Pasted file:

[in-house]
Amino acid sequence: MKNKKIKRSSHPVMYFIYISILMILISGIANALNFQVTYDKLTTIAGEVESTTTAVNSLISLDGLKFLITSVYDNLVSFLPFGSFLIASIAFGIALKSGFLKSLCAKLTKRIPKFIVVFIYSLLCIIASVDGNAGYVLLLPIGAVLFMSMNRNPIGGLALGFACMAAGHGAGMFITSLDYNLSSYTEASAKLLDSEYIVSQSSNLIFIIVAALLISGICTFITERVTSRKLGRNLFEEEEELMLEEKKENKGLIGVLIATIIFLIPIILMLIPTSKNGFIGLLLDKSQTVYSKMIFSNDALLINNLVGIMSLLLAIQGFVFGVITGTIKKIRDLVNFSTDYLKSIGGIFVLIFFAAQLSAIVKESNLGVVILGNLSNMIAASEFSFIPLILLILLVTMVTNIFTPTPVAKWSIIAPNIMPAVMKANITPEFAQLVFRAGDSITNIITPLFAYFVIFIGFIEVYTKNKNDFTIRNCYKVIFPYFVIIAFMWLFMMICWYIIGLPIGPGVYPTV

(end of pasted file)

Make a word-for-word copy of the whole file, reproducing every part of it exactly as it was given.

[in-house]
Amino acid sequence: MKNKKIKRSSHPVMYFIYISILMILISGIANALNFQVTYDKLTTIAGEVESTTTAVNSLISLDGLKFLITSVYDNLVSFLPFGSFLIASIAFGIALKSGFLKSLCAKLTKRIPKFIVVFIYSLLCIIASVDGNAGYVLLLPIGAVLFMSMNRNPIGGLALGFACMAAGHGAGMFITSLDYNLSSYTEASAKLLDSEYIVSQSSNLIFIIVAALLISGICTFITERVTSRKLGRNLFEEEEELMLEEKKENKGLIGVLIATIIFLIPIILMLIPTSKNGFIGLLLDKSQTVYSKMIFSNDALLINNLVGIMSLLLAIQGFVFGVITGTIKKIRDLVNFSTDYLKSIGGIFVLIFFAAQLSAIVKESNLGVVILGNLSNMIAASEFSFIPLILLILLVTMVTNIFTPTPVAKWSIIAPNIMPAVMKANITPEFAQLVFRAGDSITNIITPLFAYFVIFIGFIEVYTKNKNDFTIRNCYKVIFPYFVIIAFMWLFMMICWYIIGLPIGPGVYPTV